Bishops remove discussion of politics and abortion from conference agenda

Religion News Service reports that the U.S. Conference of Catholic Bishops’ plans to discuss abortion and politics next week in Baltimore have been scuttled”:

In a September, after high-profile Catholic politicians challenged church teaching on abortion, the bishops announced that they “plan to discuss the practical and pastoral implications of these serious matters at the U.S. bishops’ Nov. 10-13, 2008 general meeting in Baltimore.” …[Sister Mary Anne] Walsh said the bishops’ discussion has been removed from the agenda as of late Friday. The agenda will not be finalized until Saturday afternoon, Walsh added.

“I think this is something that has evolved since September,” Walsh said. “Many bishops have already addressed the issue (of pro-abortion rights politicians) through pastoral letters, so there’s not the same need they saw in September.”

The article mentions the likely possibility that the topic will be raised in close-door sessions, but Catholic News Service’ Diogenes (Off The Record) is skeptical:

So what has “evolved” to allow the bishops to skip another difficult discussion? Let’s see:

  • Have prominent Catholic politicians ceased to be advocates of legal abortion? Not at all. This year’s two most conspicuous offenders, Joe Biden and Nancy Pelosi, will soon stand 2nd and 3rd in line for the nation’s highest office. They continue to advance not only the ‘culture of death’ political agenda, but also a skewed quasi-Catholic theology to justify it.
  • Have the bishops reached agreement on how to handle the problem? Nope. Right through Election Day individual bishops were issuing their contrasting statements, drawing out different aspects of their malleable common statement, Faithful Citizenship. The most forthright bishops were acknowledging that an air-clearing discussion was overdue.
  • Have the media moved away from the issue, now that the campaign is over, so that the bishops can retreat into undisturbed silence, away from the glare of publicity? Bingo.
  • On the other hand, Amy Welborn advises us to “Chill, and Pray”:

    There are two days of public meetings and two days of private, executive sessions. The issue has obviously exploded beyond the relatively narrow agenda item originally planned for public discussion. I have no problem (as if it matters) with bishops taking this to private discussions in which they can speak freely to each other without the rest of us watching. As enjoyable as that might be for the rest of us.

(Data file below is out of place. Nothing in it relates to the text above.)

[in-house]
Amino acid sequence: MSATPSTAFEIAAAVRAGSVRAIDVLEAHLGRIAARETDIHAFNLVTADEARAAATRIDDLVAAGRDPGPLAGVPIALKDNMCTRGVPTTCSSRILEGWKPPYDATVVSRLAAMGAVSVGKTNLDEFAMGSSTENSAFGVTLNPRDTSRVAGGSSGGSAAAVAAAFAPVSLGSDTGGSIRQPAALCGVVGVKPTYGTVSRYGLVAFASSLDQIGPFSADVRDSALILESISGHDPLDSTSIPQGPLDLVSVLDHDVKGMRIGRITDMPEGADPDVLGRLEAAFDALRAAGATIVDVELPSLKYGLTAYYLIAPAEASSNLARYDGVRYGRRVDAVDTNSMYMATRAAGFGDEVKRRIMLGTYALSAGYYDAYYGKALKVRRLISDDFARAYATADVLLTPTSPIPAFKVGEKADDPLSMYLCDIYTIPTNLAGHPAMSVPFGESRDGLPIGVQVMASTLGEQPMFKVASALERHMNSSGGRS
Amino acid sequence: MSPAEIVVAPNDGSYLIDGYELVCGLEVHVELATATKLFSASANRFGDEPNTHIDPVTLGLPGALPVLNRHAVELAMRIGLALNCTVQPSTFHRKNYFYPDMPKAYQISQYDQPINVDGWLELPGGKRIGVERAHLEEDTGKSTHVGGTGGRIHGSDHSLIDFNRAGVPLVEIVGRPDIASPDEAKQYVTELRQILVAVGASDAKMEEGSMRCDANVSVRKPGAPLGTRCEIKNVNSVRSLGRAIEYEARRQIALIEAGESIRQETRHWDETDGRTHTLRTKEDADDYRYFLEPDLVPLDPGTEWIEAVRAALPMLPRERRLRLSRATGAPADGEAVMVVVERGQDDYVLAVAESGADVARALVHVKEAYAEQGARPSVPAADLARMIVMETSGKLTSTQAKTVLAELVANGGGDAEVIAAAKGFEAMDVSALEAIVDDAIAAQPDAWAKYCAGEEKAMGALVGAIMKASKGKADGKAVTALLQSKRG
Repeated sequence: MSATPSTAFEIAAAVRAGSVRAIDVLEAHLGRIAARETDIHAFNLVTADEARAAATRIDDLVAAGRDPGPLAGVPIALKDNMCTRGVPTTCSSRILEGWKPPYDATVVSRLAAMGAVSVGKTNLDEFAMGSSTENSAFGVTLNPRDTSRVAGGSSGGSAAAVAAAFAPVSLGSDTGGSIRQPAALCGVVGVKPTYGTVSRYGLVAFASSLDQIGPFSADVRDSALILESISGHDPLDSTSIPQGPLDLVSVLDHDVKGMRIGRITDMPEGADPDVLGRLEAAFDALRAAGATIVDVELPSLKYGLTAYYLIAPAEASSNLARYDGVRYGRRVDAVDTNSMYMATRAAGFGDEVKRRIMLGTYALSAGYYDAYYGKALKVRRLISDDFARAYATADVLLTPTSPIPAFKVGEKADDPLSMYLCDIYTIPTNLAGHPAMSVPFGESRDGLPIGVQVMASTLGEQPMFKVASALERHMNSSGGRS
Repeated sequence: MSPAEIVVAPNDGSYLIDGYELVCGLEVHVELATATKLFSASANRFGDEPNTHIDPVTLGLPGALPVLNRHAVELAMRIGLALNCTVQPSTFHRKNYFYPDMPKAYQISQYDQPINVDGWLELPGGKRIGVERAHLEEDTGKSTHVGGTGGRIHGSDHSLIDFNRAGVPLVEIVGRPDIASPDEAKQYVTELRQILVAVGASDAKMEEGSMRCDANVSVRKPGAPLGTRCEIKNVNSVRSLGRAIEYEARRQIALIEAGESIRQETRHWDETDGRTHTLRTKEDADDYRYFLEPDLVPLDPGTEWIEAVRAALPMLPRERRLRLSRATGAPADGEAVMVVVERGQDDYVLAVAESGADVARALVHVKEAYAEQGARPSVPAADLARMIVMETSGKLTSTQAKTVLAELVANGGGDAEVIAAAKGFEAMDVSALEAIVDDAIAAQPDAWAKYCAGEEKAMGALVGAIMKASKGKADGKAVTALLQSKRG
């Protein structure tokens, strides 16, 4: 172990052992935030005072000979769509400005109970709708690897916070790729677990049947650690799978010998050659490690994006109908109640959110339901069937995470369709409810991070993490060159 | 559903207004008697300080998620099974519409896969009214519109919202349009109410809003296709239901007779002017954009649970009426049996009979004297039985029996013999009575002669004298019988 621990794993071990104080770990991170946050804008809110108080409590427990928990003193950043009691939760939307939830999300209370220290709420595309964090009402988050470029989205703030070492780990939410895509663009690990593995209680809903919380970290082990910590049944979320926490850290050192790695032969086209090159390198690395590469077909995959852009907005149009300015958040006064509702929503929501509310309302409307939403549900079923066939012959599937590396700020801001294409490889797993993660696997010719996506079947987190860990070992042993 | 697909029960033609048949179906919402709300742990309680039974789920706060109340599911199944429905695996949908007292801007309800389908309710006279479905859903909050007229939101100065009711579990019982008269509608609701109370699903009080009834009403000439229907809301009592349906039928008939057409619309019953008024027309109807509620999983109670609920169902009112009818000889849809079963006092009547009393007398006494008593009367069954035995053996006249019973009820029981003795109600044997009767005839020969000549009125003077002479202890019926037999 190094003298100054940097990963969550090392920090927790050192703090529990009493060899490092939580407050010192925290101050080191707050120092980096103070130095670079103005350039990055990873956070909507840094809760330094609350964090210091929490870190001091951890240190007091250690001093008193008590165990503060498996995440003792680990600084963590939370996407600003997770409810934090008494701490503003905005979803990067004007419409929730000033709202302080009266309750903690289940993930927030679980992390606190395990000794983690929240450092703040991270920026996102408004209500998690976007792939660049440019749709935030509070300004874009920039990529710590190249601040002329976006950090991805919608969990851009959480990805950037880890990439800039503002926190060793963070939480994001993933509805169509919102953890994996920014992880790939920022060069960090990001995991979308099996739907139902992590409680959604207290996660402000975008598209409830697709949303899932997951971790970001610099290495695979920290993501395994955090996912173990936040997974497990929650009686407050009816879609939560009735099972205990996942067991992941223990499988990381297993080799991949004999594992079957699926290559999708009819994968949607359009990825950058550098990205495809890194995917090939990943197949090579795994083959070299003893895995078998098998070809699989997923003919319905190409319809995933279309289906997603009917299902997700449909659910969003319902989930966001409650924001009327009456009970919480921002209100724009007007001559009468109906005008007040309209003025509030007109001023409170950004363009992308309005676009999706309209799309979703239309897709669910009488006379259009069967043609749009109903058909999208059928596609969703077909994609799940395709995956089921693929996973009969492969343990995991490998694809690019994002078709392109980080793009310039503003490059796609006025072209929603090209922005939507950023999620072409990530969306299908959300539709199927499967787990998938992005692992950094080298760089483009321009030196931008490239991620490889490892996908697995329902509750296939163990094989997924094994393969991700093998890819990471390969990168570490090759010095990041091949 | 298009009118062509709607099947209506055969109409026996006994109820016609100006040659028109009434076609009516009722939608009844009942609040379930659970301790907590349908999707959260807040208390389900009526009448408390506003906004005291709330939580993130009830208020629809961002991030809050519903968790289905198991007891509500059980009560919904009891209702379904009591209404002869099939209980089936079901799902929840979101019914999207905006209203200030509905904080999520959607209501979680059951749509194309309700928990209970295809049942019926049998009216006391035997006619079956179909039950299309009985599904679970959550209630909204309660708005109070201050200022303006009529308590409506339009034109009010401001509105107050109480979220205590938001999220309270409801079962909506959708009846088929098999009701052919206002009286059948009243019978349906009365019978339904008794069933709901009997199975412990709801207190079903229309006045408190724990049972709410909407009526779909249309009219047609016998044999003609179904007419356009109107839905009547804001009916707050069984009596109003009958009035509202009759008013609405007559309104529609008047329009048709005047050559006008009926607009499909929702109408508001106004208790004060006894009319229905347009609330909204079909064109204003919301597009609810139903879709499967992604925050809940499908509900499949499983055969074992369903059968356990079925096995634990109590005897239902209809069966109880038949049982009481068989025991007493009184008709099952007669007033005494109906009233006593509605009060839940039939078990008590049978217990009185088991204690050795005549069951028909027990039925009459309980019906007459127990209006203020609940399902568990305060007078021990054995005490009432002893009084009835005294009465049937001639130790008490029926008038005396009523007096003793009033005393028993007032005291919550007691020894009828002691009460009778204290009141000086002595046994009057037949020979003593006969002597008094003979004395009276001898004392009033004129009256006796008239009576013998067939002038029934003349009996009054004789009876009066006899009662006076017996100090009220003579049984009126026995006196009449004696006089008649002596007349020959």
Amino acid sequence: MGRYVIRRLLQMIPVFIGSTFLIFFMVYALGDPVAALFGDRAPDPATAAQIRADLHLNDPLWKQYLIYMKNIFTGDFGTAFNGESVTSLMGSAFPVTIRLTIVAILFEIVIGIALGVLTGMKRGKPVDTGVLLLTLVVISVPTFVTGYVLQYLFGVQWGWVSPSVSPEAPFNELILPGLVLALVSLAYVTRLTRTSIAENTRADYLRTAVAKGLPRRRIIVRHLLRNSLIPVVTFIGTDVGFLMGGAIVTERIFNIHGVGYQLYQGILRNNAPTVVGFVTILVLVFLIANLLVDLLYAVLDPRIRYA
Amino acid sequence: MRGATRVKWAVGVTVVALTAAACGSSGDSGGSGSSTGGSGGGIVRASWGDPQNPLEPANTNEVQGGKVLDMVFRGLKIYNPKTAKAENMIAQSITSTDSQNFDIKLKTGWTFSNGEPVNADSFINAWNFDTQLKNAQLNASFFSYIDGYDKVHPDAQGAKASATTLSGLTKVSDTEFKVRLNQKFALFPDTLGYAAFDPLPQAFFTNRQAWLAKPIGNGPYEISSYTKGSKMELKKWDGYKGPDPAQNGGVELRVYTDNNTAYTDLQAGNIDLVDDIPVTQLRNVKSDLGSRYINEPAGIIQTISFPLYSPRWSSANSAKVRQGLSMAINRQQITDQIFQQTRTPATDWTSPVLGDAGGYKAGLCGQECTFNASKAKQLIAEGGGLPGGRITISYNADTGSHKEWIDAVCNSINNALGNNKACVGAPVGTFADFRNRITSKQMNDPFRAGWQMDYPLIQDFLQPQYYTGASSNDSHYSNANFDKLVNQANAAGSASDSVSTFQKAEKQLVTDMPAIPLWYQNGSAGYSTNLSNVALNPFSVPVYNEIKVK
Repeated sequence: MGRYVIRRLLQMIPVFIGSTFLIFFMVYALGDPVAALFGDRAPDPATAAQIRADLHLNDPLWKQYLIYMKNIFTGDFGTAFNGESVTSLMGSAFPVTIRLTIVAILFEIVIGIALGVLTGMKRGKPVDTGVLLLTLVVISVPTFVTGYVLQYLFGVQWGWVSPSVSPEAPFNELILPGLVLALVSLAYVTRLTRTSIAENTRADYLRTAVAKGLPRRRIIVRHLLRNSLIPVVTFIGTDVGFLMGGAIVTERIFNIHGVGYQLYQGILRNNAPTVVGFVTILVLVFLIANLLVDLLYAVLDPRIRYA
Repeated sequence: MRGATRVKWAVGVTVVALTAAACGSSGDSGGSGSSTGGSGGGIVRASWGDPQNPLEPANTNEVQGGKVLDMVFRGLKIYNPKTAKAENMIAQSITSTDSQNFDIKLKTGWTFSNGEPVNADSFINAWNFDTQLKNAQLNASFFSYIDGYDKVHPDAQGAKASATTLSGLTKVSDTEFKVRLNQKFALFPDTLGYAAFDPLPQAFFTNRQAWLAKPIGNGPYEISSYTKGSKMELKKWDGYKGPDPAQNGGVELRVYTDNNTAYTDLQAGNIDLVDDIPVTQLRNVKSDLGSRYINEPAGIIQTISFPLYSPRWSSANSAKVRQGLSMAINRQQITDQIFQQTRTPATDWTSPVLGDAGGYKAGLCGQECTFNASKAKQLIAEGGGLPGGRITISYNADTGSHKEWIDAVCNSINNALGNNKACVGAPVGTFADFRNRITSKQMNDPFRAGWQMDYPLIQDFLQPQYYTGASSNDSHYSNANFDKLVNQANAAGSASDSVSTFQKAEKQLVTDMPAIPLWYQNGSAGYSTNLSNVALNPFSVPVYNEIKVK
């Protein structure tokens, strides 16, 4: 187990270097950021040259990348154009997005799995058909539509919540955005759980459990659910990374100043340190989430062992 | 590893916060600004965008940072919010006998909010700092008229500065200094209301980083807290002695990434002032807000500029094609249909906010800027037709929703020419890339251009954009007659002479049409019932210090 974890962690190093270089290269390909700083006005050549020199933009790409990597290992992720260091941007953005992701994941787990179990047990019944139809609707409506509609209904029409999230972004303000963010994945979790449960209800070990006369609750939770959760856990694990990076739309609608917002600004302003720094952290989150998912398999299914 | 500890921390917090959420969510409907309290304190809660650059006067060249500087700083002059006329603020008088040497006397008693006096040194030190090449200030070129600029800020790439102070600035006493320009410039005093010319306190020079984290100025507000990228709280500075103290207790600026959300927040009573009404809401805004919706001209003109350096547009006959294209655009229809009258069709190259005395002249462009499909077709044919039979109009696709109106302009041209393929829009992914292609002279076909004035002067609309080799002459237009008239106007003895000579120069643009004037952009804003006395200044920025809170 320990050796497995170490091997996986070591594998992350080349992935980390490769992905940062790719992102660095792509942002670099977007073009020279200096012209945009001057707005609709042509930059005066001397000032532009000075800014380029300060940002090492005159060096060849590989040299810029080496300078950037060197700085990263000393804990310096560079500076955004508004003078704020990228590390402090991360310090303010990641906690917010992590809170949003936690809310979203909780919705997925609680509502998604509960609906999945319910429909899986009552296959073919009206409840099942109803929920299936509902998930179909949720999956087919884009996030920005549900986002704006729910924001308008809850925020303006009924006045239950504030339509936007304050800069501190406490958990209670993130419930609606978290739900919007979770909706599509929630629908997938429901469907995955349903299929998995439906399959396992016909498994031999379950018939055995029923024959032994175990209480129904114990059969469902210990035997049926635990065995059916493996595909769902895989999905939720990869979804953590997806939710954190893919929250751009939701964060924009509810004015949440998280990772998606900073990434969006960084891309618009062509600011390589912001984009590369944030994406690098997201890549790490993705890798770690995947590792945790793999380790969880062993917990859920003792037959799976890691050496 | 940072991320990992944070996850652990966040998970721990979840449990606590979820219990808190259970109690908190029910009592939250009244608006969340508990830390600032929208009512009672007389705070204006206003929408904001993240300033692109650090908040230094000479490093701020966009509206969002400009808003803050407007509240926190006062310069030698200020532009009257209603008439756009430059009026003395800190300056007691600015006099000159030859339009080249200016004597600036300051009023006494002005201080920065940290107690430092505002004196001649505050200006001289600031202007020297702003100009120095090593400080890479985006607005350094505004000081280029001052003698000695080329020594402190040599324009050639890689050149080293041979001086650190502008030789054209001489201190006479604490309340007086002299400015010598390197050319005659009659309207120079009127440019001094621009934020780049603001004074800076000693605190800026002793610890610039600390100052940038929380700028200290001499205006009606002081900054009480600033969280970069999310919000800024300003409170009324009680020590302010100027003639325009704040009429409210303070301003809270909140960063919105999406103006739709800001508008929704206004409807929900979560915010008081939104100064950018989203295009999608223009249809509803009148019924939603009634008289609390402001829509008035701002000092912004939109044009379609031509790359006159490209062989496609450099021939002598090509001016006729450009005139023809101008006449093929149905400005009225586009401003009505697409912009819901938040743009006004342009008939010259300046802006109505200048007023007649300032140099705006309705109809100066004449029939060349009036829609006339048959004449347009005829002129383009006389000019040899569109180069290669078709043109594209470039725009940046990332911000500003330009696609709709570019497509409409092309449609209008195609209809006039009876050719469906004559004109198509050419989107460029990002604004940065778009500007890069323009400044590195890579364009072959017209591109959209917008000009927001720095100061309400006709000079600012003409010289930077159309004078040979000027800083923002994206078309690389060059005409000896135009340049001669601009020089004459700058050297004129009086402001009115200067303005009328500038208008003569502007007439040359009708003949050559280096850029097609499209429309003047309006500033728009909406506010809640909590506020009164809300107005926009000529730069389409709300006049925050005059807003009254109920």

As we celebrate the feast of the Dedication of St. John Lateran, the church of the Bishop of Rome, it seems a good idea to pray for our bishops. It’s particularly apropos on this day because St. John Lateran represents a great deal – and part of symbolism it bears after a millenium and a half regards the complicated and perpetually vexing relationship between Catholicism and civic life, the original church being built by Constantine and the palace, as the residence of the popes for almost a millenium being a center of both politics and religion in Rome – for good and for ill, for the benefit of the Body of Christ and sometimes to its great detriment.Have you prayed for your bishop lately?

    * * *In other news, noting that Catholics voted 52 percent to 45 percent for Senator Barack Obama, Peter Steinfels recommended to the Bishops a change of strategy (Catholics and Choice (in the Voting Booth New York Times 11/07/08):

    Anyone constructing a list of the big losers on Tuesday would probably include the nation’s Roman Catholic bishops. Will that fact be candidly addressed when the United States Conference of Catholic Bishops meets next week in Baltimore?” …

    If the bishops sweat a little over these figures next week, the reason won’t be worry about their political prowess but about their pastoral and moral effectiveness. By appearing to tie their moral stance on abortion so closely to a particular political choice, have they in fact undermined their moral persuasiveness on that issue as well as their pastoral effectiveness generally?

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